Especially For Young Women



woman trying to look sexy in bikini under umbrella cartoon

Learning How To Be Sexy

In my teenage years - mostly throughout the 60s - there was an idea that took hold - perhaps for a decade or so - which suggested that one of the major differences between men and women was that men did not need to 'learn sex' as much as women did.

By this, it was meant that men did not really need to experience as much sex before they were deeply engaged in it and, also, fully excited by it, as did women.

In other words, once men experienced sex, so it was claimed, they quickly wanted to have much more involvement with it, and they quickly reached their orgasmic peaks not long thereafter.

Women, however, were said to be much slower to achieve these two things.

It was also claimed that the potential orgasmic peaks for women were much higher than were those for men.

And, of course, much nobler!

it was one of their duties to teach their women how to enjoy sex.

Furthermore, various 'handbooks' for men (both lofty and lowly) on the psychology of relationships often told men that it was one of their duties to teach their women how to enjoy sex.

Without such tuition, their women would likely remain cold.

Of course, it was also in men's own best interests to give this tuition if they wanted their relationships to go well and if they wanted better sex lives.

Men lead and women follow, was also part of the message, I guess.

One of the main reasons for this sexual disparity, apparently, was the fact that men's sexual organs stuck out, whereas those of women did not - the notion being that men were more likely to notice their nether regions, and at an earlier age.

Their interest in sex - and, hence, their learning of it - would therefore start at an earlier age.

Indeed, if I recall correctly, it was said - and largely accepted - that men reached their sexual peaks by about the age of 18, whereas women did not reach their own peaks until they were over thirty.

Well, for what it is worth - and it might not be worth very much, given that times have changed so much since then - my own experiences did rather suggest that women, in those days, really did need to be taught by their men how to enjoy sex.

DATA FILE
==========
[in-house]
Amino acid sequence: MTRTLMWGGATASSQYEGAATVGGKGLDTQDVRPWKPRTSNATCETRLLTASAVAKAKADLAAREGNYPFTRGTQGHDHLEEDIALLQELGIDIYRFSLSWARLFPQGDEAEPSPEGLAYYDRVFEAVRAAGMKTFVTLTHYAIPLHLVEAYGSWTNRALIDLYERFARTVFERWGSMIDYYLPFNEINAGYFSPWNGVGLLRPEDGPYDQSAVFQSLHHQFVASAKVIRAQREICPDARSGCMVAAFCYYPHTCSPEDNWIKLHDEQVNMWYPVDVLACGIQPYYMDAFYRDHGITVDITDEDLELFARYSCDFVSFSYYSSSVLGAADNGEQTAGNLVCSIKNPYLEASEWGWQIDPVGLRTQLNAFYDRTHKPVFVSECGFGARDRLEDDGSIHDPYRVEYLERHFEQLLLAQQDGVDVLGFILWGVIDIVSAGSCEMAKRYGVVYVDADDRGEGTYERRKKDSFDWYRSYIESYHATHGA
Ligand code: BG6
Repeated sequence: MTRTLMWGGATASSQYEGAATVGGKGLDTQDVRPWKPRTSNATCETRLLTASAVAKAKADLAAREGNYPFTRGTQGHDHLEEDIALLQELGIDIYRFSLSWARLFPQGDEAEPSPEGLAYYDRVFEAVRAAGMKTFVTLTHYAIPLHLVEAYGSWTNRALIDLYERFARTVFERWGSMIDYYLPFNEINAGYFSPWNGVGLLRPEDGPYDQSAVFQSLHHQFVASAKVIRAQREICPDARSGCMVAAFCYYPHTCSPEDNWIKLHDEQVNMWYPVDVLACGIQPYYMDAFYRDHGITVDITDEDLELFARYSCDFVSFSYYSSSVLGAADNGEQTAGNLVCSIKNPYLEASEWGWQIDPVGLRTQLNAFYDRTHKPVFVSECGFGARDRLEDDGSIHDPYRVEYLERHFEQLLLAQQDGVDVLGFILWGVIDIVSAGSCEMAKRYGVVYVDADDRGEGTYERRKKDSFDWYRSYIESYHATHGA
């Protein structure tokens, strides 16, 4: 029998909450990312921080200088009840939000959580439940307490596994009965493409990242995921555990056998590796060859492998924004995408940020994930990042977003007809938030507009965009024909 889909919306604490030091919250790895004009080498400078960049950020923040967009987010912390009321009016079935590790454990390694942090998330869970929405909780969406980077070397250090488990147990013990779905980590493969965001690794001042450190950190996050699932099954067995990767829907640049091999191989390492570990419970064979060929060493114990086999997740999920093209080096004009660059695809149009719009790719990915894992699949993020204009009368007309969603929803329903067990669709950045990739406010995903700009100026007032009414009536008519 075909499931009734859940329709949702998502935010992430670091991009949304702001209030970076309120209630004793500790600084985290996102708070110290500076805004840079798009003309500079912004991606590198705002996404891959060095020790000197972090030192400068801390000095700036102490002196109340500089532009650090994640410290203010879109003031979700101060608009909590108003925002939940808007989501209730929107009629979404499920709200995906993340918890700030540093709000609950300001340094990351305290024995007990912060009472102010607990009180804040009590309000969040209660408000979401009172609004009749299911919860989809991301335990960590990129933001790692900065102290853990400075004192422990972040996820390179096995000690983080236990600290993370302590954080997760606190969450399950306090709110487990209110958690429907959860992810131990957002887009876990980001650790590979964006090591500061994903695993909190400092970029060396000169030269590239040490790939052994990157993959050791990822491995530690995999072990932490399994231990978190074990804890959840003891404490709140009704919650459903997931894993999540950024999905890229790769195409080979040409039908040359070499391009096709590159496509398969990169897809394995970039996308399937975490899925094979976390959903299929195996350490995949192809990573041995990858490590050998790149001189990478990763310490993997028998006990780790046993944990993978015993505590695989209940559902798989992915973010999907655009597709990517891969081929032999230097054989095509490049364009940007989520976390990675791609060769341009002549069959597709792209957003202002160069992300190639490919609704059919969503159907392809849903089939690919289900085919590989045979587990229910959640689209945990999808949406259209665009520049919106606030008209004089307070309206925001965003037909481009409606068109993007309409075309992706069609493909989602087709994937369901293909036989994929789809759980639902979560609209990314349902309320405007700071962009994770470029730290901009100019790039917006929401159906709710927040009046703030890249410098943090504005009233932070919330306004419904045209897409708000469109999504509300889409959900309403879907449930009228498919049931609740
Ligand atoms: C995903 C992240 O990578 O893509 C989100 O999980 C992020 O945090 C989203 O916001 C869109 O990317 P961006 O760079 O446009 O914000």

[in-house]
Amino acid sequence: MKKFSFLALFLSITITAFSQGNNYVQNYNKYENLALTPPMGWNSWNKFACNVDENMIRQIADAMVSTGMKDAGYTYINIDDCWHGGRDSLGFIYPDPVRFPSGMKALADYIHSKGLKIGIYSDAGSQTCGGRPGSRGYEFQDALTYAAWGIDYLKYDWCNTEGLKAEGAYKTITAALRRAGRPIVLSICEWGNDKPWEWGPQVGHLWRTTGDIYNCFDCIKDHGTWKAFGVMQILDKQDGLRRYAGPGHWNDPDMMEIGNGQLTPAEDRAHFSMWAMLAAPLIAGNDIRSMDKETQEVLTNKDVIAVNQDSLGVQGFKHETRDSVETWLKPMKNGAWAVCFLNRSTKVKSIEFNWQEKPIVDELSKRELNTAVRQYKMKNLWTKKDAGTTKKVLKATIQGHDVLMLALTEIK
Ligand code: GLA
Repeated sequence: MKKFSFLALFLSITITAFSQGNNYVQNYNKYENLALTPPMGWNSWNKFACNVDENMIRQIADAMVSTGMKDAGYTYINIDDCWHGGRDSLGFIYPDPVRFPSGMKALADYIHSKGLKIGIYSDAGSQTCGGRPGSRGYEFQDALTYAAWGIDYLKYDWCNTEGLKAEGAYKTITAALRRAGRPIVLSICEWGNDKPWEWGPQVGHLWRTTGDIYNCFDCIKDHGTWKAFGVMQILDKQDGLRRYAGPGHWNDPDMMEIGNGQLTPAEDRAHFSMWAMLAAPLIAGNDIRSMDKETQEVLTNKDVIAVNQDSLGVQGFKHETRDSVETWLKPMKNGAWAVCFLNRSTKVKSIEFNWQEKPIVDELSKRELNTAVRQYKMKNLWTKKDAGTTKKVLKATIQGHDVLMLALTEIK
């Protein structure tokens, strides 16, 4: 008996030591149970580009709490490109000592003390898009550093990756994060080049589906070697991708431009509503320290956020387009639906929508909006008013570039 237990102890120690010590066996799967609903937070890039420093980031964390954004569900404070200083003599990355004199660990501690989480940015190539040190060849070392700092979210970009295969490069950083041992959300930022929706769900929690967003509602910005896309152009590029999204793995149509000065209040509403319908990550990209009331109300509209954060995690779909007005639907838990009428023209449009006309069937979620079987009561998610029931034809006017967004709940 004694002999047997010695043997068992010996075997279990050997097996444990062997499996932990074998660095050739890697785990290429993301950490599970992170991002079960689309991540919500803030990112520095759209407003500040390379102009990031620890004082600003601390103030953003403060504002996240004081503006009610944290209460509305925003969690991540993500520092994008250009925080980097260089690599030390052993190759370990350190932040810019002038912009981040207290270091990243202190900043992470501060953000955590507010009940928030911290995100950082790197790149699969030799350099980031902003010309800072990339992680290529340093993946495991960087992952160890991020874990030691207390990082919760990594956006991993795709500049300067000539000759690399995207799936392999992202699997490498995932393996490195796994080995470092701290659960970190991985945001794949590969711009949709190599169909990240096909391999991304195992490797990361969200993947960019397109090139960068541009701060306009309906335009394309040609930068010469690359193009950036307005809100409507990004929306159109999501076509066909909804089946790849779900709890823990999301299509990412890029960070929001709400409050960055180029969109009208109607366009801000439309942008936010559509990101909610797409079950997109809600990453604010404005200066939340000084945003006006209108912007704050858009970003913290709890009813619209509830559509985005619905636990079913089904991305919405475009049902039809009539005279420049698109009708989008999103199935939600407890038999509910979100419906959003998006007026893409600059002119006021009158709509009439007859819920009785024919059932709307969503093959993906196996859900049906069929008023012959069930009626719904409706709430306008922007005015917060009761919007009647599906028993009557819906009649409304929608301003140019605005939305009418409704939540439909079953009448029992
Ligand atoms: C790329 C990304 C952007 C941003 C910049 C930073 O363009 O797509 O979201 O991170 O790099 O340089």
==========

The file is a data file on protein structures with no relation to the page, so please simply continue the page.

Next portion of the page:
Furthermore, this was true both in the mechanical sense and in the experiential sense.

The notion that women were often unknowledgeable when it came to the mechanical aspects of sex might be totally incredible for many westerners today, but I can assure you that this was very often the case.

You could even come across educated women aged 20 who had no real idea about how their own clitorises were relevant to their own sexual experiences.

It seems so very strange now.

younger women were given the opportunities to learn about themselves as sexual beings.

And it was really only during the late 60s and thereafter that younger women were given the opportunities to learn about themselves as sexual beings.

Prior to this time, sex - as a pleasurable experience, rather than as a reproductive function - was just not something that was spoken about.

Nothing on the TV. No mainstream books about it. Not a topic covered in women's magazines. And certainly not discussed in schools.

So where would the knowledge about such matters have come from?

The parents?

Not a hope.

The last thing that parents wanted to do was to encourage sexual activity in their offspring.

Besides which, it was not considered appropriate to talk about such things.